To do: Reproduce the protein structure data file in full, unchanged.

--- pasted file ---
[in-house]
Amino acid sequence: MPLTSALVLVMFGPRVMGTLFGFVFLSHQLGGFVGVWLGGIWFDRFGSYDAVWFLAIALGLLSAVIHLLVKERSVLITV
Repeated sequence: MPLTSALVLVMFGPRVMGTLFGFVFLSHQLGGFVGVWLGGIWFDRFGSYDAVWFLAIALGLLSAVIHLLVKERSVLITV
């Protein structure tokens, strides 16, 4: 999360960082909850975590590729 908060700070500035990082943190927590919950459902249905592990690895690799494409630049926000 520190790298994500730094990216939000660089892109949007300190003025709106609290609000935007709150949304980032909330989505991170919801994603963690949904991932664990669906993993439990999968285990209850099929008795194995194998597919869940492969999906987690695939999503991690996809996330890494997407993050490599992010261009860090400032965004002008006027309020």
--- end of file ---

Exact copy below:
[in-house]
Amino acid sequence: MPLTSALVLVMFGPRVMGTLFGFVFLSHQLGGFVGVWLGGIWFDRFGSYDAVWFLAIALGLLSAVIHLLVKERSVLITV
Repeated sequence: MPLTSALVLVMFGPRVMGTLFGFVFLSHQLGGFVGVWLGGIWFDRFGSYDAVWFLAIALGLLSAVIHLLVKERSVLITV
């Protein structure tokens, strides 16, 4: 999360960082909850975590590729 908060700070500035990082943190927590919950459902249905592990690895690799494409630049926000 520190790298994500730094990216939000660089892109949007300190003025709106609290609000935007709150949304980032909330989505991170919801994603963690949904991932664990669906993993439990999968285990209850099929008795194995194998597919869940492969999906987690695939999503991690996809996330890494997407993050490599992010261009860090400032965004002008006027309020």